I find manufacturing processes fascinating. In my shower thoughts—you know, these random and occasionally deep thoughts you might have when you’re performing the routine, relaxing task, absentmindedly rinsing your hair—I wonder where the many everyday items I use come from. How much expertize, design, labour was put into producing my soap bar, shampoo bottle, shower head, bath mat, etc.? The journey these less-than-five-dollar products make is also amazing, from raw materials to the assembly line, from quality control to the inventory room, from shipping to delivery.
The blue-collar workers world is equally fascinating to me, both because of the tedious and repetitive tasks required and the political theories on organized labour this type of work and resulting socio-economic conditions inspired.
After Angers and the medieval castle, I wanted to explore a different side of France in Saint-Nazaire, or more exactly Penhoët, site of the Chantiers de l’Atlantique, one of the world’s largest shipyards. This is where many assault ships as well as the superliner RMS Queen Mary 2 and MS Harmony of the Seas, the largest passenger ship in the world, were built.
Saint-Nazaire is very close to Nantes and growing up, I saw many of these “giants of the sea” just when driving across the pont de Saint-Nazaire. But I wanted to try to get closer to the industry that keep the city alive.
We got off at Penhoët, a destination so unusual that the train barely stopped and we had to ask the driver to keep the doors open a bit longer, time for the five of us to get off. In front of us was a long pedestrian overpass to cross over railway tracks, and further, the many hangars, cranes and deepwater bassins.
“So, what’s the plan?”
I shrugged. “Walk around and see stuff?”
“It must be gated and off-limits.”
“Maybe, but the site is huge. And they aren’t exactly building microchips—more like giant ships. We’re bound to see something interesting.”
I conveniently ignore the “no picture” sign and we walked past the one, bored security guard.
Everything was huge. It took me a while for me to realize how massive the hangars were and how small we were. I tried to get close to the famous red-and-white gantry crane, the biggest in Europe, able to lift weights of up to 1,400 tons—from the distance, it didn’t look that impressive but it was still overlooking the tallest hangar.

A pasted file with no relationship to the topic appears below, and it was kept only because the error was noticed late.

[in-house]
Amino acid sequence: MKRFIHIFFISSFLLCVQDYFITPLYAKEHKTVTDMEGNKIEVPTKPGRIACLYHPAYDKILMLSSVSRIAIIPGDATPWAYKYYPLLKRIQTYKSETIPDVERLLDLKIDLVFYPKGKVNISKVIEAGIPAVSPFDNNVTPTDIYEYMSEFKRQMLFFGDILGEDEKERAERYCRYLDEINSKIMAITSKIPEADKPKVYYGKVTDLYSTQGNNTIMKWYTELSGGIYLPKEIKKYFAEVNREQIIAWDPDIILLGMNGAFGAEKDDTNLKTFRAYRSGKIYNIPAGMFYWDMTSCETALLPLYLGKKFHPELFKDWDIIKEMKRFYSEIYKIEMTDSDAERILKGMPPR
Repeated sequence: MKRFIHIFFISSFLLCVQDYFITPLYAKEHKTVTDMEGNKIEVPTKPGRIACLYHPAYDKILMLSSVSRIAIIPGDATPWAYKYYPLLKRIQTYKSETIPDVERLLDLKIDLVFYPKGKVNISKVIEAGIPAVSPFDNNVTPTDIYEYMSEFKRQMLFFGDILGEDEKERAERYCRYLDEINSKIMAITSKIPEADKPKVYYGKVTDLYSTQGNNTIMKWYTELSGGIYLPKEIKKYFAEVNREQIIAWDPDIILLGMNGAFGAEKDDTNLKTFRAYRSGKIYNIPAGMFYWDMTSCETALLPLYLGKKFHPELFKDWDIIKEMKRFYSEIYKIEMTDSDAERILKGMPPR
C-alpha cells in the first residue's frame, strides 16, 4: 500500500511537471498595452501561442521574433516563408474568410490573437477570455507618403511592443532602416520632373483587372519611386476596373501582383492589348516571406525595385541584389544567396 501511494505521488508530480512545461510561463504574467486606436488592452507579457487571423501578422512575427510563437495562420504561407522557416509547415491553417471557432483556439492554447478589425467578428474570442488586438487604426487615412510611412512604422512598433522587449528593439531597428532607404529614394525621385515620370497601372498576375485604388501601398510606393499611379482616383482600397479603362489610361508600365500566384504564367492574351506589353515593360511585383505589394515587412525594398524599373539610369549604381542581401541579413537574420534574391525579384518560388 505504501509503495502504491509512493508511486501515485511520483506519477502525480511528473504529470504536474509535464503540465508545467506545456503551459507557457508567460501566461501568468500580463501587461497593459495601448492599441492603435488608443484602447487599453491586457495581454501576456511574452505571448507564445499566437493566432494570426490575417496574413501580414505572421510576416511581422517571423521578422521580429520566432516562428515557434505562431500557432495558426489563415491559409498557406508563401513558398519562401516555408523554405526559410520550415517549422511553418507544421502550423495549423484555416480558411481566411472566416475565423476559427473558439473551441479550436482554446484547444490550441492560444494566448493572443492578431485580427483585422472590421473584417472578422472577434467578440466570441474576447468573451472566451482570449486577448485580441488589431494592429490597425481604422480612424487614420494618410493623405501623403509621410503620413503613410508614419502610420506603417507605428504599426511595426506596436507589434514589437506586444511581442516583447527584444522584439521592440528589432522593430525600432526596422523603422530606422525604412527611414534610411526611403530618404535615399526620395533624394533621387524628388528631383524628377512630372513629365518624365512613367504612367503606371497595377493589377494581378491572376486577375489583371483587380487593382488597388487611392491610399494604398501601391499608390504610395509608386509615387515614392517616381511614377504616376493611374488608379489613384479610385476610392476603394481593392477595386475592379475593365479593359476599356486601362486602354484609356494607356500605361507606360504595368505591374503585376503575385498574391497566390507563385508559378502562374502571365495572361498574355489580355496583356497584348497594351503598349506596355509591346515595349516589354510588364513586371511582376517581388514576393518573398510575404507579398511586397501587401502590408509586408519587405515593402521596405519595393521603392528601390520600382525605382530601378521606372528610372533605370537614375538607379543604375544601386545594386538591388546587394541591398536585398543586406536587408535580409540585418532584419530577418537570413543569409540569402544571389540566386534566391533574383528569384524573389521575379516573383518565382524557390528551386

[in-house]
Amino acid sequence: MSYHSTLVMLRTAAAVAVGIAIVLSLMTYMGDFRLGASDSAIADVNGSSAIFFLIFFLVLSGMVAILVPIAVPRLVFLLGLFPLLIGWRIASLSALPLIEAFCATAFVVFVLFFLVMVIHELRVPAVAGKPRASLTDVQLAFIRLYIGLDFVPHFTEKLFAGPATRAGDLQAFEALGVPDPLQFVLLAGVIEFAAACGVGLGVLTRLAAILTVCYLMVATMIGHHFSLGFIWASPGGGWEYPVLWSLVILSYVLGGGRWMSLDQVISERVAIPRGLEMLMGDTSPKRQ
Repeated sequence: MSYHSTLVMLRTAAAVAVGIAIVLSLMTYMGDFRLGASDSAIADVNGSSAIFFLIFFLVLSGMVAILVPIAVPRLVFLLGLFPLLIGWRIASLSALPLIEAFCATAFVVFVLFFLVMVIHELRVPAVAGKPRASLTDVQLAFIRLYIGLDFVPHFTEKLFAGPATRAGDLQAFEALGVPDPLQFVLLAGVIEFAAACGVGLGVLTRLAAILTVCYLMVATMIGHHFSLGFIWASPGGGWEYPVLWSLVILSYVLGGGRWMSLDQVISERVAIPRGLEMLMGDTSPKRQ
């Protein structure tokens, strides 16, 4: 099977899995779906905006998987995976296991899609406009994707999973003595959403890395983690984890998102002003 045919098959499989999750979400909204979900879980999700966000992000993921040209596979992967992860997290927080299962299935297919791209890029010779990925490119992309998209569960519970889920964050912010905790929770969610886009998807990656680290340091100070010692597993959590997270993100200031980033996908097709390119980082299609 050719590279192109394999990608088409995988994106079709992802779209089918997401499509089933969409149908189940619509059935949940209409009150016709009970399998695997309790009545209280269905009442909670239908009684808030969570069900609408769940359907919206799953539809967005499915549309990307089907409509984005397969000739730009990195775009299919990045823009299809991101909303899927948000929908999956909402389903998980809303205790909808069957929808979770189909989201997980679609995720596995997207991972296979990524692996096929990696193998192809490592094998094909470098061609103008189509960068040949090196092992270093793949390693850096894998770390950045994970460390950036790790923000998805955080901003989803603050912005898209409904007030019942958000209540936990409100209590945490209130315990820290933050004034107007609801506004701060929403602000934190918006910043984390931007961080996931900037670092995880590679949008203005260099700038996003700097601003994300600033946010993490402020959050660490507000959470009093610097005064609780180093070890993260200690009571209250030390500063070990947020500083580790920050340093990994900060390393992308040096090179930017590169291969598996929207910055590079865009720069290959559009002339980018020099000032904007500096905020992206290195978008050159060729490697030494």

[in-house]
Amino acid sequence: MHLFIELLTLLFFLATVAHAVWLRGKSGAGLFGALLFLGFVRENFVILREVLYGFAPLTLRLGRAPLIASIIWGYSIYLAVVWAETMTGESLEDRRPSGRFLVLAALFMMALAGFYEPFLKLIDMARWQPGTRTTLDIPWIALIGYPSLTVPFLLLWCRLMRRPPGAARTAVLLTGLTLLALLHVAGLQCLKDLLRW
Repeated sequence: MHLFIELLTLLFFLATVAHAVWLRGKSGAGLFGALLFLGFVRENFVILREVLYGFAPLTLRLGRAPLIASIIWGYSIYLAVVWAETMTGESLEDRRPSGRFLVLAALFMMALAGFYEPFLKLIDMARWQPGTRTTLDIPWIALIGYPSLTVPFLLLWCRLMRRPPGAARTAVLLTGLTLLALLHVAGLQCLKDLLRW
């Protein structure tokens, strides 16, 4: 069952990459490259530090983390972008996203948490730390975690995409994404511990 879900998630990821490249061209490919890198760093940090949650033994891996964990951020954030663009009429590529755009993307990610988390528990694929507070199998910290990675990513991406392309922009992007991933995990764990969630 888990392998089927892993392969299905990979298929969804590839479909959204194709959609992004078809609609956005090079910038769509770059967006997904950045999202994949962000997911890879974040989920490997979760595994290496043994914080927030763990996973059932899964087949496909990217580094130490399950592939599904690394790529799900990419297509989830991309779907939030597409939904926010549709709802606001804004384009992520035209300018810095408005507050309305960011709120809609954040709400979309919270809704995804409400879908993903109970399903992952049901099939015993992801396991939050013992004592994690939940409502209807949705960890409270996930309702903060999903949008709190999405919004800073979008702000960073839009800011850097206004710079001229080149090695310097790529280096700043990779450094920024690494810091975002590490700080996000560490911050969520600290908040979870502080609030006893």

“Watch out for paint splatters” a sign in a parking lot warned. Indeed, it smelled of industrial paint, glue, and burned metal. There were also many union stickers reminding that the shipyard is facing an uncertain future. Its South Korean owner, STX, collapsed last year and only one Italian bidder came forward to buy its two-third holding for €79.5m. Such a deal was controversial as it would allow the Italian firm to control a site of strategic interest for France, so temporary state control of SFX France was ordered in July. Who knows how long the site will remain in activity now…
After a couple of hours, we left the site and walked to Saint-Nazaire. This is not one of these lovely French cities—it’s ugly as shit. The town was one of the most damaged ones during WWII—being a major marine base for the Nazis, it was subject to a British raid in 1942 and it was heavily bombed by the Allies until 1945.
We stood on the fortified U-boat Saint-Nazaire submarine base with a perfect view on the city and its… ahem, in a minimalist functional architectural style. The walk to the train station took us through the “paquebot,” the main street with all the shops (half of them closed)—the economy of the city is founded on the activity of the port and it struggles between major billion-dollar shipbuilding contract.
Times are changing but I hope local blue-collar expertise won’t be sacrificed on the altar of free market to maximize shareholders profits.
One can dream.